Tone Quality on Spicatto

March 13, 2021, 6:49 PM · I’m finishing up Mozart 4 and having a recital on it soon, and one thing I’m really struggling on is making a decent tone on my spicatto, especially really high on the E string. Any suggestions?

Replies (5)

March 13, 2021, 8:36 PM · Greetings,
if the problem is very slight discoordination between left and right try practicing pizzicato. (Simon Fischer)
also check out Nathan Coles YouTube videos on developing spicata.
Also, make sure you have isolated exactly where the problem notes are. Don’t just run through the passage mindlessly hoping that the sound will improve.
Repeat speak Catto on one note until it is beautiful then the next and the next.while putting it together.
Practice the passage with each note played three times.
Also, you may need a slight pronation of the forum on the downs Picato and supination of the four arm on the up bow. this movement is microscopic and can’t really be seen but if the flavour of it isn’t there the spicata will be less than perfect.


March 14, 2021, 11:10 AM · I would guess that the problem is with your sounding point. Experiment with playing single notes closer or farther from the bridge.
Edited: March 14, 2021, 12:50 PM · In addition to "sounding point" on the strings I would also consider:
1. balance point of your bow
2. tightness of your bow
3. your choice of rosin
4. part of the bow you are using on the strings
5. next to LAST RESORT: your choice of strings
6. LAST RESORT: your fiddle

If all else fails, seek a way to produce the spicatto sound another way. You would not be the first.

March 14, 2021, 12:01 PM · How about not playing spiccato high on the E? There is a physical reason why spiccato sounds better in a lower range: The sound dies faster the higher up you climb. Such that in 6th position on the E spiccato sounds choppier than on the A in first position, not to mention the G (the point of spiccato is to let the tone die naturally rather than stopping it in its tracks by stopping the bow).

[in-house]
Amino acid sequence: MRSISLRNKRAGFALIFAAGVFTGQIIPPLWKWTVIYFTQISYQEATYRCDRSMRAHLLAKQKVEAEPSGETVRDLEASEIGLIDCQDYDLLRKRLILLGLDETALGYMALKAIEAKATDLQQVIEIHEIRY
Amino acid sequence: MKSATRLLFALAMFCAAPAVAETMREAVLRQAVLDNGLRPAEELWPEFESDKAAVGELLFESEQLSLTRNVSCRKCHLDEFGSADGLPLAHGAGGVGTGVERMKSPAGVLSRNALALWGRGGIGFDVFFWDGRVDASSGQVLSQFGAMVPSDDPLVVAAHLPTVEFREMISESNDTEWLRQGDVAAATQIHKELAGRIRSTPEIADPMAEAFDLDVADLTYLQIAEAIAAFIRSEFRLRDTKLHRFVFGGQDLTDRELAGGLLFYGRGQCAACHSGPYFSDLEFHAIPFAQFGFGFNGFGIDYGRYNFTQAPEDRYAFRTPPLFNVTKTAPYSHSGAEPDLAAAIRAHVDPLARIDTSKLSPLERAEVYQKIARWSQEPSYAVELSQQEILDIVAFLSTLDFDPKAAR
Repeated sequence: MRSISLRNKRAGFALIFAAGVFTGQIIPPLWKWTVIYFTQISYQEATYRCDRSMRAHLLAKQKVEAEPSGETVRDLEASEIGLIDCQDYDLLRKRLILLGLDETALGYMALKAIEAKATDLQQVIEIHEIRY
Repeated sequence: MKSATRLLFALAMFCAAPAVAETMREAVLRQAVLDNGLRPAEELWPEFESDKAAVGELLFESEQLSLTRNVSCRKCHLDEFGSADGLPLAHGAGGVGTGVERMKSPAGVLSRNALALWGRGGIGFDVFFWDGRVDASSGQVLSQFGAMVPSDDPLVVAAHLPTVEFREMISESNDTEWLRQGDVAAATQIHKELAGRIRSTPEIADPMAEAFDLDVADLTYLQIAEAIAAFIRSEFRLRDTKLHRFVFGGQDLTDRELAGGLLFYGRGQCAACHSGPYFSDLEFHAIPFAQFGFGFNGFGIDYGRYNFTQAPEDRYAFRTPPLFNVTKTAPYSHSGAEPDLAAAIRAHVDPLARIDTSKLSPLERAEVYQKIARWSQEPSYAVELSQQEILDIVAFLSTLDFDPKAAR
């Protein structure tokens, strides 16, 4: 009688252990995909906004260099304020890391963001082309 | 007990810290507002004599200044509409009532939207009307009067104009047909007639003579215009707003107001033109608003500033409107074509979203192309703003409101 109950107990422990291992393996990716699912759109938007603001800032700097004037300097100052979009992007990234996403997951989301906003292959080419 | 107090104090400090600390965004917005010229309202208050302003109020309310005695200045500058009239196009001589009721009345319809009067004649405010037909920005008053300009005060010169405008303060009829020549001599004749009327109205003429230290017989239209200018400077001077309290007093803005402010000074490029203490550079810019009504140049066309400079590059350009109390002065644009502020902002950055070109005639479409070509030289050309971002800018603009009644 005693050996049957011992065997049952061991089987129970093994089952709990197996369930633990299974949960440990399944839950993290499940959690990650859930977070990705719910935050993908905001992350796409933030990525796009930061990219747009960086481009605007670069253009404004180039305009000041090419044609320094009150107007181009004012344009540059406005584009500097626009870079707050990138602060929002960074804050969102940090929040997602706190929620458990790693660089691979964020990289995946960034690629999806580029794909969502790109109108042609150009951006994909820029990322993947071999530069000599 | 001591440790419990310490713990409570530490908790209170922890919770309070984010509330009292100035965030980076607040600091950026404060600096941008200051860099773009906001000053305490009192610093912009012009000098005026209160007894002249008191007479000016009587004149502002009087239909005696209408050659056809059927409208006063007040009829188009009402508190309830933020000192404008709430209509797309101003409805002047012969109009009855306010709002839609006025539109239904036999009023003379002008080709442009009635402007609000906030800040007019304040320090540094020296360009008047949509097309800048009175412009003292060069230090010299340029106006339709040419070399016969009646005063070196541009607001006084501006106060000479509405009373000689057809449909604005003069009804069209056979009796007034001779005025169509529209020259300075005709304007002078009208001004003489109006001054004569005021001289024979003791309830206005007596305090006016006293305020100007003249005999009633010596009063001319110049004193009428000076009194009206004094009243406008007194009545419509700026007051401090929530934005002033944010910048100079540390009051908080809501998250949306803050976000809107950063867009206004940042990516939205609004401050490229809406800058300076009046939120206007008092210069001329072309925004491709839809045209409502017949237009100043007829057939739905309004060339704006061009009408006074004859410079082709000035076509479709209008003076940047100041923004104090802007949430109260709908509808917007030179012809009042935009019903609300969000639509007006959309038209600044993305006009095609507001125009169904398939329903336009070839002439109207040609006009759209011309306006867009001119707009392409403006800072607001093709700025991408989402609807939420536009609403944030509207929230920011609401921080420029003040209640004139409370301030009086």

I am saying this because of a rather unrelated example (so take it for what it is worth): There is a recording of Brahms's horn trio with Perlman playing the violin. The last movement is in 6/8 and its themes are basically horn fanfares. The violin has to play them in some sort of "staccato" as defined above. Generally people use spiccato as does Perlman in this recording. There are two passages high up on the E and Perlman plays them spiccato too. They don't sound well; the spiccato is too choppy and the notes seem shorter than the ones in "normal" range. The melody is obscured too. I much prefer to play them detache; less choppy than usual in such high elevations.

Now if Perlman can't make it sound right why should we normal mortals even try?

March 14, 2021, 5:17 PM · Try using more bow with the hair just a little looser.

This discussion has been archived and is no longer accepting responses.

Facebook Twitter YouTube Instagram Email is made possible by...

Shar Music
Shar Music

Yamaha Silent Violin
Yamaha Silent Violin

Juilliard Starling-DeLay Symposium on Violin Studies
Juilliard Starling-DeLay Symposium on Violin Studies

Pirastro Strings
Pirastro Strings

Corilon Violins
Corilon Violins

Find a Summer Music Program
Find a Summer Music Program

Dimitri Musafia, Master Maker of Violin and Viola Cases
Dimitri Musafia, Master Maker of Violin and Viola Cases Business Directory Business Directory Guide to Online Learning Guide to Online Learning

Dominant Pro Strings

Antonio Strad Violin

Bay Fine Strings Violin Shop

Bobelock Cases


Los Angeles Violin Shop

Nazareth Gevorkian Violins

Metzler Violin Shop

Leatherwood Bespoke Rosin



Johnson String Instrument and Carriage House Violins

Potter Violins

String Masters

Bein & Company

Annapolis Bows & Violins

Laurie's Books

Discover the best of in these collections of editor Laurie Niles' exclusive interviews. Interviews Volume 1 Interviews Volume 1, with introduction by Hilary Hahn Interviews Volume 2 Interviews Volume 2, with introduction by Rachel Barton Pine